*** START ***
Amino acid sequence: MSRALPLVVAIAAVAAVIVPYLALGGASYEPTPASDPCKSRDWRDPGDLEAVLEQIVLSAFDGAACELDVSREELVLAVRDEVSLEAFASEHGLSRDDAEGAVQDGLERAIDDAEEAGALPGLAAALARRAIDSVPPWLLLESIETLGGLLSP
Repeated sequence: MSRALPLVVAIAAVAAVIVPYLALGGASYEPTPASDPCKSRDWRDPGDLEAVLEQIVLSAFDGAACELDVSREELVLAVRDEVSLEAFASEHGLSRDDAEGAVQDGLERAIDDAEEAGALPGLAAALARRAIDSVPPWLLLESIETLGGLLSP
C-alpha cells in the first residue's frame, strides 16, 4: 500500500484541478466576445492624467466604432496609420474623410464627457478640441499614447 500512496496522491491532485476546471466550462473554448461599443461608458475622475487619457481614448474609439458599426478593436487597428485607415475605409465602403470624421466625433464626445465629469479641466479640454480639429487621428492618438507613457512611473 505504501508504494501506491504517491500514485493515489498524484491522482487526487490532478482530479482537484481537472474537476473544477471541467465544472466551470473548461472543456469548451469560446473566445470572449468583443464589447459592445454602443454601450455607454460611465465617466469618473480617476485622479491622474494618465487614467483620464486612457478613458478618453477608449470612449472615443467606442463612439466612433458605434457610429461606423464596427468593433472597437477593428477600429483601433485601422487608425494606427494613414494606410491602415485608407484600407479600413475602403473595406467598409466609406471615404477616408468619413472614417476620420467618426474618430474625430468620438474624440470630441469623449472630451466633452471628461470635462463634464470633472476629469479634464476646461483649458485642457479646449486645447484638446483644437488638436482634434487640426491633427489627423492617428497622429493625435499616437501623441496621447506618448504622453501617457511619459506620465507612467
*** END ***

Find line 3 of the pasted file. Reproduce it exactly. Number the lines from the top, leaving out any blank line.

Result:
C-alpha cells in the first residue's frame, strides 16, 4: 500500500484541478466576445492624467466604432496609420474623410464627457478640441499614447 500512496496522491491532485476546471466550462473554448461599443461608458475622475487619457481614448474609439458599426478593436487597428485607415475605409465602403470624421466625433464626445465629469479641466479640454480639429487621428492618438507613457512611473 505504501508504494501506491504517491500514485493515489498524484491522482487526487490532478482530479482537484481537472474537476473544477471541467465544472466551470473548461472543456469548451469560446473566445470572449468583443464589447459592445454602443454601450455607454460611465465617466469618473480617476485622479491622474494618465487614467483620464486612457478613458478618453477608449470612449472615443467606442463612439466612433458605434457610429461606423464596427468593433472597437477593428477600429483601433485601422487608425494606427494613414494606410491602415485608407484600407479600413475602403473595406467598409466609406471615404477616408468619413472614417476620420467618426474618430474625430468620438474624440470630441469623449472630451466633452471628461470635462463634464470633472476629469479634464476646461483649458485642457479646449486645447484638446483644437488638436482634434487640426491633427489627423492617428497622429493625435499616437501623441496621447506618448504622453501617457511619459506620465507612467